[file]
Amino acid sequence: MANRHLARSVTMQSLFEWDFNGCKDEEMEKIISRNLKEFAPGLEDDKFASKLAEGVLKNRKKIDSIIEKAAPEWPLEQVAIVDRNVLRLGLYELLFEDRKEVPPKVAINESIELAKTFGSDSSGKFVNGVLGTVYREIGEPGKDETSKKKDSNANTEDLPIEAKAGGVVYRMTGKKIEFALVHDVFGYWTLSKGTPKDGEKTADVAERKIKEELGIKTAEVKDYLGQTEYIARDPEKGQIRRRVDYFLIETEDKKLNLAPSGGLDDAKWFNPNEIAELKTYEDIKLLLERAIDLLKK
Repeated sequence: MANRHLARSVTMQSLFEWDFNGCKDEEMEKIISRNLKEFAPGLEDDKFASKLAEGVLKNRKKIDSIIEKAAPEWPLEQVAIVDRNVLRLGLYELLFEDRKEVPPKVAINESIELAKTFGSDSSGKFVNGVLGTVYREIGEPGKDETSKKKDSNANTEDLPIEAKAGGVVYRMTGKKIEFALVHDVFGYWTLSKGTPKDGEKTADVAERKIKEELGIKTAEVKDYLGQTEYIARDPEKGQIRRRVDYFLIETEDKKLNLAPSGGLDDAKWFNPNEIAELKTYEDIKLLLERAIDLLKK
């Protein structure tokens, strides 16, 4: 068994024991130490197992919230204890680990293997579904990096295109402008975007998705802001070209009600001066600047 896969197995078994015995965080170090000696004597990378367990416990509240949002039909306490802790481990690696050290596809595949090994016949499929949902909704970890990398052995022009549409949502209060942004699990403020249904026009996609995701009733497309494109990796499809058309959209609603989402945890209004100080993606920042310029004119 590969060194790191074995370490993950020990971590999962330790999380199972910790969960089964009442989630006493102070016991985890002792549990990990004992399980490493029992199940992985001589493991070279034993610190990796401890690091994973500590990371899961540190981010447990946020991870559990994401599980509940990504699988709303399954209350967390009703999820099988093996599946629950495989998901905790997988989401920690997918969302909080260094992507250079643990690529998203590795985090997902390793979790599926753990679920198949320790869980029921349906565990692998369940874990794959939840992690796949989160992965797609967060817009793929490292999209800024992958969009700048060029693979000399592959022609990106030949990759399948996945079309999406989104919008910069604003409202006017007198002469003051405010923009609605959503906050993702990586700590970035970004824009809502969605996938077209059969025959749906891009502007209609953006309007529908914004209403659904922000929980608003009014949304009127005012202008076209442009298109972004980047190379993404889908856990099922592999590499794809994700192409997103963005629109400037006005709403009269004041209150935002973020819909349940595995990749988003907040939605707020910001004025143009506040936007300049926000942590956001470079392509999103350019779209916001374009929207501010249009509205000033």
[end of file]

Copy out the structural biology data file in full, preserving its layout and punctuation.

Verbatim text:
Amino acid sequence: MANRHLARSVTMQSLFEWDFNGCKDEEMEKIISRNLKEFAPGLEDDKFASKLAEGVLKNRKKIDSIIEKAAPEWPLEQVAIVDRNVLRLGLYELLFEDRKEVPPKVAINESIELAKTFGSDSSGKFVNGVLGTVYREIGEPGKDETSKKKDSNANTEDLPIEAKAGGVVYRMTGKKIEFALVHDVFGYWTLSKGTPKDGEKTADVAERKIKEELGIKTAEVKDYLGQTEYIARDPEKGQIRRRVDYFLIETEDKKLNLAPSGGLDDAKWFNPNEIAELKTYEDIKLLLERAIDLLKK
Repeated sequence: MANRHLARSVTMQSLFEWDFNGCKDEEMEKIISRNLKEFAPGLEDDKFASKLAEGVLKNRKKIDSIIEKAAPEWPLEQVAIVDRNVLRLGLYELLFEDRKEVPPKVAINESIELAKTFGSDSSGKFVNGVLGTVYREIGEPGKDETSKKKDSNANTEDLPIEAKAGGVVYRMTGKKIEFALVHDVFGYWTLSKGTPKDGEKTADVAERKIKEELGIKTAEVKDYLGQTEYIARDPEKGQIRRRVDYFLIETEDKKLNLAPSGGLDDAKWFNPNEIAELKTYEDIKLLLERAIDLLKK
């Protein structure tokens, strides 16, 4: 068994024991130490197992919230204890680990293997579904990096295109402008975007998705802001070209009600001066600047 896969197995078994015995965080170090000696004597990378367990416990509240949002039909306490802790481990690696050290596809595949090994016949499929949902909704970890990398052995022009549409949502209060942004699990403020249904026009996609995701009733497309494109990796499809058309959209609603989402945890209004100080993606920042310029004119 590969060194790191074995370490993950020990971590999962330790999380199972910790969960089964009442989630006493102070016991985890002792549990990990004992399980490493029992199940992985001589493991070279034993610190990796401890690091994973500590990371899961540190981010447990946020991870559990994401599980509940990504699988709303399954209350967390009703999820099988093996599946629950495989998901905790997988989401920690997918969302909080260094992507250079643990690529998203590795985090997902390793979790599926753990679920198949320790869980029921349906565990692998369940874990794959939840992690796949989160992965797609967060817009793929490292999209800024992958969009700048060029693979000399592959022609990106030949990759399948996945079309999406989104919008910069604003409202006017007198002469003051405010923009609605959503906050993702990586700590970035970004824009809502969605996938077209059969025959749906891009502007209609953006309007529908914004209403659904922000929980608003009014949304009127005012202008076209442009298109972004980047190379993404889908856990099922592999590499794809994700192409997103963005629109400037006005709403009269004041209150935002973020819909349940595995990749988003907040939605707020910001004025143009506040936007300049926000942590956001470079392509999103350019779209916001374009929207501010249009509205000033």